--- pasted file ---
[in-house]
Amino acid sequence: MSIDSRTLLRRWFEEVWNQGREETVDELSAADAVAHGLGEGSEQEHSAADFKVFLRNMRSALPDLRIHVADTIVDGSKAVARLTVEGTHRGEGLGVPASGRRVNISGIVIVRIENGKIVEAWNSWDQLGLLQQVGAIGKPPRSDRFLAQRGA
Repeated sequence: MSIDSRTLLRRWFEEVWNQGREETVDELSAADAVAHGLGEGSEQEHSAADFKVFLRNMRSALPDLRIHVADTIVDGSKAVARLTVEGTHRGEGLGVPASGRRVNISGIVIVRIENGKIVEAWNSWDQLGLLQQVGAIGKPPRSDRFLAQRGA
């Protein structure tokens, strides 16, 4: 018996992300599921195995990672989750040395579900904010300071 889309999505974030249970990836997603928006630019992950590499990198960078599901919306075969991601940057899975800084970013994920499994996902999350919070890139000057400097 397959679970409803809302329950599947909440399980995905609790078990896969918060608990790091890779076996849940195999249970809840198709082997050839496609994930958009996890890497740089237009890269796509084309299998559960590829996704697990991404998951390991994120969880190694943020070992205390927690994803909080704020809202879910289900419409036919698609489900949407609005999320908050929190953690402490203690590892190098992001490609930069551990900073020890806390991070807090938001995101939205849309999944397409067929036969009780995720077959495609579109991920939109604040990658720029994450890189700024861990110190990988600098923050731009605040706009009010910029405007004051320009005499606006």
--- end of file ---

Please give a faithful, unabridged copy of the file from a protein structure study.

[in-house]
Amino acid sequence: MSIDSRTLLRRWFEEVWNQGREETVDELSAADAVAHGLGEGSEQEHSAADFKVFLRNMRSALPDLRIHVADTIVDGSKAVARLTVEGTHRGEGLGVPASGRRVNISGIVIVRIENGKIVEAWNSWDQLGLLQQVGAIGKPPRSDRFLAQRGA
Repeated sequence: MSIDSRTLLRRWFEEVWNQGREETVDELSAADAVAHGLGEGSEQEHSAADFKVFLRNMRSALPDLRIHVADTIVDGSKAVARLTVEGTHRGEGLGVPASGRRVNISGIVIVRIENGKIVEAWNSWDQLGLLQQVGAIGKPPRSDRFLAQRGA
């Protein structure tokens, strides 16, 4: 018996992300599921195995990672989750040395579900904010300071 889309999505974030249970990836997603928006630019992950590499990198960078599901919306075969991601940057899975800084970013994920499994996902999350919070890139000057400097 397959679970409803809302329950599947909440399980995905609790078990896969918060608990790091890779076996849940195999249970809840198709082997050839496609994930958009996890890497740089237009890269796509084309299998559960590829996704697990991404998951390991994120969880190694943020070992205390927690994803909080704020809202879910289900419409036919698609489900949407609005999320908050929190953690402490203690590892190098992001490609930069551990900073020890806390991070807090938001995101939205849309999944397409067929036969009780995720077959495609579109991920939109604040990658720029994450890189700024861990110190990988600098923050731009605040706009009010910029405007004051320009005499606006």